In Memoriam: George Carlin – by Writer@Large

George Denis Patrick Carlin (May 12, 1937 – June 22, 2008), comedian, author, actor, and atheist.

We’re losing a great and important generation.  Call them the 20th Century Atheists—people like Isaac Asimov (1992), Carl Sagan (1997), Douglas Adams (2001) and Stephen Jay Gould (2002).  They’re a modern generation, born and raised in the 20th century, who were vocal and proud of their rejection of religious superstition before the Internet gave the rest of us some spine.  They have served as role models for us, the next generation, we with our weblogs, message boards, and e-zines that allow us to say things much more easily and to a much more open audience.

And now George Carlin, another of these proud atheists, has passed away at the age of 71.

Carlin’s religious views were a fairly regular part of his comedic material, yet were not so widely recognized.  He was not a face of nontheist activism, nor a promoter of skepticism, nor a champion of evolutionary science.  Because his atheist views were part of his act, it was easy to overlook them as “shock” material, something said for laughs, but not really believed offstage.  The first round of mainstream news obituaries reflected this, being mixed in their recognition of Carlin’s religious views. Most of them focused, rightly so, on his comedy routines.  They all mention the Hippy Dippy Weather Man (“Tonight’s forecast: dark!”), and of course his Seven Dirty Words (shit, piss, fuck, cunt, tits, cocksucker, and motherfucker, in case you forgot).  These obits were far less likely to mention his atheism.

The widely circulated Associated Press report , for example, did not mention Carlin’s religious views at all.  It noted only that Carlin’s humor “could still be in your face as he ridiculed God, joked about televising suicides and did things like simply ending a routine with a recitation of every synonym for penis.”  It reads, in context, as though he just made God jokes to rile the audience. Many American and foreign papers drew material from the AP report, and followed the AP’s lead in avoiding mention of Carlin’s religious views.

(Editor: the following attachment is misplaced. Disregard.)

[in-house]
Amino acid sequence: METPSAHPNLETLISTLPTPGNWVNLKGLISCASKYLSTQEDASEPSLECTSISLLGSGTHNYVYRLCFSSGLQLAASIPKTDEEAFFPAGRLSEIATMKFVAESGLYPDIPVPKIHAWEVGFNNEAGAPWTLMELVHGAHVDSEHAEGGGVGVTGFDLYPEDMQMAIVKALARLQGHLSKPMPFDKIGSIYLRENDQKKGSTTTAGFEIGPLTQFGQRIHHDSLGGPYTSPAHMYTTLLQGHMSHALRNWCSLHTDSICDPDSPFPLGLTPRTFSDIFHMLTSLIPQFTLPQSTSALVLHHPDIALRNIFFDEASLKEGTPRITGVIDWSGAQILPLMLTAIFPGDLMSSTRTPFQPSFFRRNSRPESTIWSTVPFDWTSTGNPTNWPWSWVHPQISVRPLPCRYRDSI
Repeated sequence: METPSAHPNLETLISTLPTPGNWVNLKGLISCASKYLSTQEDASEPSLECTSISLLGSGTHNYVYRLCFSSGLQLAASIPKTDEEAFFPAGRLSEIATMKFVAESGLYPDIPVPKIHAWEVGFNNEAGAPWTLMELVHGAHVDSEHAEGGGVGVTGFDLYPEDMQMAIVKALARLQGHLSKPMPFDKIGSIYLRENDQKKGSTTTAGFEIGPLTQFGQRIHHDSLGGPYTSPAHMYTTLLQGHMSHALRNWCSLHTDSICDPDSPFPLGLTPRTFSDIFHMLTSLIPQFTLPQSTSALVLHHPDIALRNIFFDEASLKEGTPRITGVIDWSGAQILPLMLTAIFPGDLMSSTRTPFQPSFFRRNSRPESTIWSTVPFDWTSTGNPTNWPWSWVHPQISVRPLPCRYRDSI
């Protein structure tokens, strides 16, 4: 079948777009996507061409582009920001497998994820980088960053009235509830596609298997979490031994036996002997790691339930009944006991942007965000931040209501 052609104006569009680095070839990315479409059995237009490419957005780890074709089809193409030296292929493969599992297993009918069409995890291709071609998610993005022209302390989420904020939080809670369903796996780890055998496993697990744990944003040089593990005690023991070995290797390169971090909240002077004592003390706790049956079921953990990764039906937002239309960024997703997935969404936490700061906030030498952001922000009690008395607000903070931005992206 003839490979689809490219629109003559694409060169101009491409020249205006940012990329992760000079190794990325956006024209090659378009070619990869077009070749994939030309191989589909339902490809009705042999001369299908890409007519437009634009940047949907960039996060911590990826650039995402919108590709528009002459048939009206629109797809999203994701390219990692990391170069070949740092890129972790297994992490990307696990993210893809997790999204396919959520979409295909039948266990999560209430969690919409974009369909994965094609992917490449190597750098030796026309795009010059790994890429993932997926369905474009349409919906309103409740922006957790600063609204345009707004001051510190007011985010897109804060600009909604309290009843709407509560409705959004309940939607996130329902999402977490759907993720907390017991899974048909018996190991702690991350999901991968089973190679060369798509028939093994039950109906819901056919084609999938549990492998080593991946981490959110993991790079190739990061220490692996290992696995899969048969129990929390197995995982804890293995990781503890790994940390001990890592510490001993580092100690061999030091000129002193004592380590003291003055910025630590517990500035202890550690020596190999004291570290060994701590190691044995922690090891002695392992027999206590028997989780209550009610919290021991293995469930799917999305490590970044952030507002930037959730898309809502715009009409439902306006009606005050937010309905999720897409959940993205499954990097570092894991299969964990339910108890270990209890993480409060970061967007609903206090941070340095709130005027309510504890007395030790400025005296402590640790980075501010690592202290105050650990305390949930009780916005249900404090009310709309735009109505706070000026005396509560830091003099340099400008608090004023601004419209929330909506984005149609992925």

A few reports actually went in a different, and bizarre, direction.  United Press International served up a quote where Carlin described what he wanted heaven to be like.  It was a sarcastic comment, in context, where he said that what would be heaven to him would be “to watch it [the Earth] spin itself into oblivion … Tune in and watch the human adventure … That’s what I want heaven to be.” No context for the quote was provided, and a casual reader might be left with the sense that, behind it all, Carlin was musing about an actual heavenThe Los Angeles Times said nothing about Carlin’s opinions on religion in their obit, but chose to run a publicity photo of him wearing a t-shirt with Jesus on it—an inappropriate choice, considering Carlin’s views.

USA Today, on the other hand, was one of the most explicit about Carlin’s irreligion.  In its Carlin obituary , it noted, “The blue-collar Irish Catholic evolved into an atheist whose religion was the power of speech.” In addition, one of the paper’s entertainment writers, Susan Wloszczyna, wrote a separate editorial which opens:

Let’s be upfront about this. George Carlin might have been a comedy god to his disciples and fans. But for nearly 50 years, he practically made a career out of not believing in God.

So don’t go all sappy and commit the sin of saying that one of the most influential and controversial American humorists of our time, who died from heart failure at 71 on Sunday, now has joined some celestial Friar’s Club in the sky, laughing at our foibles from on high with the brilliant likes of Richard Pryor and Henny Youngman.

As the notorious curmudgeon would so bluntly put it, “Bull (bleep)!”

Reuters , to its credit, also made explicit mention of Carlin’s views.  They cited a 2001 interview where Carlin bluntly noted that “I don’t have any beliefs or allegiances. I don’t believe in this country, I don’t believe in religion, or a god, and I don’t believe in all these man-made institutional ideas.” But accounts like those from USA Today and Reuters were exceptions, rather than the rule.